# Meaning of the backslash operator on sets

I am self-studying analysis and ran across this:

$\mathbb R \setminus \mathbb N$ is an open subset of $\mathbb R$

My best guess for interpretation was this:

the set $\mathbb R \setminus \mathbb N$ is an open subset of $\mathbb R$.

which doesn't mean much to me. Can anyone clear this up a bit? I know that the 'divided by' symbol is usually a slash in the opposite direction. And I am unsure how I would divide the reals by the naturals anyway.

## 2 Answers

It’s set theoretic complement and in this case it denotes the set of all reals which are not natural: $$ℝ \setminus ℕ = \{x ∈ ℝ;~x \notin ℕ\}$$

• makes much more sense! thank you.
– 123
Dec 25 '14 at 23:31
• @ k.stm - Out of curiosity, it seems I could prove this true by arguing that our set R\N is a union of open subsets and is therefore itself open. Would this, more or less, be correct?
– 123
Dec 26 '14 at 0:03
• @mathtastic Yes. Dec 26 '14 at 0:08

The backward slash is kind of the set theory equivalent of subtracting, i.e.,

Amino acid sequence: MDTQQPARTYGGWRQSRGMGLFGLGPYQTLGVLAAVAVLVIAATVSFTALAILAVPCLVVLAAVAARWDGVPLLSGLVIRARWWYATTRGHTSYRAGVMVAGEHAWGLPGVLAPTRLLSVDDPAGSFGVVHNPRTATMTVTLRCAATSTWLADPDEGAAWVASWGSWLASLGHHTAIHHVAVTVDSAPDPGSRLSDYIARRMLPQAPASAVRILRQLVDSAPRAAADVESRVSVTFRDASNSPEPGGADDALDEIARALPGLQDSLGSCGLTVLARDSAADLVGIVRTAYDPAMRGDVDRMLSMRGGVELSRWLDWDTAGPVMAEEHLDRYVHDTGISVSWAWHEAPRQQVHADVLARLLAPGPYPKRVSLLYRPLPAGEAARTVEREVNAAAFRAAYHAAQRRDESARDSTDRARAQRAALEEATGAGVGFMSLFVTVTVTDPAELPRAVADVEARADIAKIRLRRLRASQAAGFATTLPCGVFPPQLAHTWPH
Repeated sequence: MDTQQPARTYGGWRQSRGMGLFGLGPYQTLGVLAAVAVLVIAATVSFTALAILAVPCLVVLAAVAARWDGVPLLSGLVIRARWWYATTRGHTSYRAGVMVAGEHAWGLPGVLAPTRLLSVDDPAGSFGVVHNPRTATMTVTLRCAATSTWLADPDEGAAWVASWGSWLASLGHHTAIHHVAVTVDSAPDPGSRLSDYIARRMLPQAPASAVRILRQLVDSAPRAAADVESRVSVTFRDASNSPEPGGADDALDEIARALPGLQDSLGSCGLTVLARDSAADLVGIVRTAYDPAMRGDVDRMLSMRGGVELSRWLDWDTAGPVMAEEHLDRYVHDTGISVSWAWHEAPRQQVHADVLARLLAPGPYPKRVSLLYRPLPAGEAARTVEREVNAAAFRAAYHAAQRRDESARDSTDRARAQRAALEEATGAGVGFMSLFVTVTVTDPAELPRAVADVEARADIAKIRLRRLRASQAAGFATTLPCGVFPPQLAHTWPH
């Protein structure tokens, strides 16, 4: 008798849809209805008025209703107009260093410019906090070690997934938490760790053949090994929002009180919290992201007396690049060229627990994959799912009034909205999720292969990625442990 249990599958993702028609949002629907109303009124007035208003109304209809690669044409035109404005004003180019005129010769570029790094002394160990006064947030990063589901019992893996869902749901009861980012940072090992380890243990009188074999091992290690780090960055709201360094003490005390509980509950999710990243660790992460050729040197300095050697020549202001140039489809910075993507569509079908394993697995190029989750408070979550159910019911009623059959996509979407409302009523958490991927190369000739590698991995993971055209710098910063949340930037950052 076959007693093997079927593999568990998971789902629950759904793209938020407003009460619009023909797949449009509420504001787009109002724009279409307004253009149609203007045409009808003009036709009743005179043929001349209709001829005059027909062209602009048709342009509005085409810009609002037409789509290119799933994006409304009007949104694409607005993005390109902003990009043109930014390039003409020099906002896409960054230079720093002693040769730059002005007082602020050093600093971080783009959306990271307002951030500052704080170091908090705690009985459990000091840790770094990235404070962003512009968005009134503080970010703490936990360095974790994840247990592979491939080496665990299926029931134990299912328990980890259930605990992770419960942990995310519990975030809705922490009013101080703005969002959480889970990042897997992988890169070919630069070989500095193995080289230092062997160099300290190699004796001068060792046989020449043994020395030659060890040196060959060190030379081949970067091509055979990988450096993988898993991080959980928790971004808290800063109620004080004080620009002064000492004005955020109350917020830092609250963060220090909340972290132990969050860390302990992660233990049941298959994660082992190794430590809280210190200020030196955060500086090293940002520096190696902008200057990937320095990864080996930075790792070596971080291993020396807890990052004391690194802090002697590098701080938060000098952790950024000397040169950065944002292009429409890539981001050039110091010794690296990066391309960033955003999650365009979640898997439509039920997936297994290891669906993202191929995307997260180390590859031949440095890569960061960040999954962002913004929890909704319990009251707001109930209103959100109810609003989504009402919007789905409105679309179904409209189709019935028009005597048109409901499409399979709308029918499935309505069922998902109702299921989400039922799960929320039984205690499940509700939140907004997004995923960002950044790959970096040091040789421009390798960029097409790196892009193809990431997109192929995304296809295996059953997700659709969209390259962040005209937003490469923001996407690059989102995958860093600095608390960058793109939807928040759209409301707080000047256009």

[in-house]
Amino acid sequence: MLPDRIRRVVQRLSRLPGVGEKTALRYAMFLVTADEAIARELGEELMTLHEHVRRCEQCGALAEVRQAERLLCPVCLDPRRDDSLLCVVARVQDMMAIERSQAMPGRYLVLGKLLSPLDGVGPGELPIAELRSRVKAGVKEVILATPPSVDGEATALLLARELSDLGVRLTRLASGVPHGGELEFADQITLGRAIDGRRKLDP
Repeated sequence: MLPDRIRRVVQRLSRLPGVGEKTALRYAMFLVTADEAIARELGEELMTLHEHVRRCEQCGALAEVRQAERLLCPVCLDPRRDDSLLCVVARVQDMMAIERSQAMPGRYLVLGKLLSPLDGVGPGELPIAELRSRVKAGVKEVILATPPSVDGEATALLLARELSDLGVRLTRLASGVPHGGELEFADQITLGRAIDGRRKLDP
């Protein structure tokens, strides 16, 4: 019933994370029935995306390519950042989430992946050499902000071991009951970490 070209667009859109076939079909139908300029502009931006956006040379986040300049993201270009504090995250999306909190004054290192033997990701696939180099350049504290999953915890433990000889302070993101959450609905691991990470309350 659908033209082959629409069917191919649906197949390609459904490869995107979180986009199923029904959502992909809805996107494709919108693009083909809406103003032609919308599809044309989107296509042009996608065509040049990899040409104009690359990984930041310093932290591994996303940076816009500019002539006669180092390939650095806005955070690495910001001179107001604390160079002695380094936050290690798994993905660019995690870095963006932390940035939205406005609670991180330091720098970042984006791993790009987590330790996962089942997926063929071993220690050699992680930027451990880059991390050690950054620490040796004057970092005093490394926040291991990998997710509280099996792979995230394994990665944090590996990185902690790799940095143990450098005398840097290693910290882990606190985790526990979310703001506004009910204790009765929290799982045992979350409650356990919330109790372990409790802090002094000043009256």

$$A\setminus B=\{a\in{A}\mid a\notin{B}\}\;.$$

• Use \setminus to get the set difference operator, and \mid to get the vertical bar with space around it. Dec 25 '14 at 23:32
• But keep in mind that you still can get something like $\mathbb Q \setminus \{\pi\} = \mathbb Q$. So you just 'substract' as long the thing you want to substract was actually there. Dec 25 '14 at 23:32
• Thank you, I was having difficulties with the proper formatting. Dec 25 '14 at 23:33
• thank you for taking the time to provide this answer!
– 123
Dec 25 '14 at 23:57
• I've seen the following in pseudocode: "A \ B". So this means that x is in Array A, AND not in Array B. The | in your formula doesn't mean OR right? Mar 14 '18 at 15:59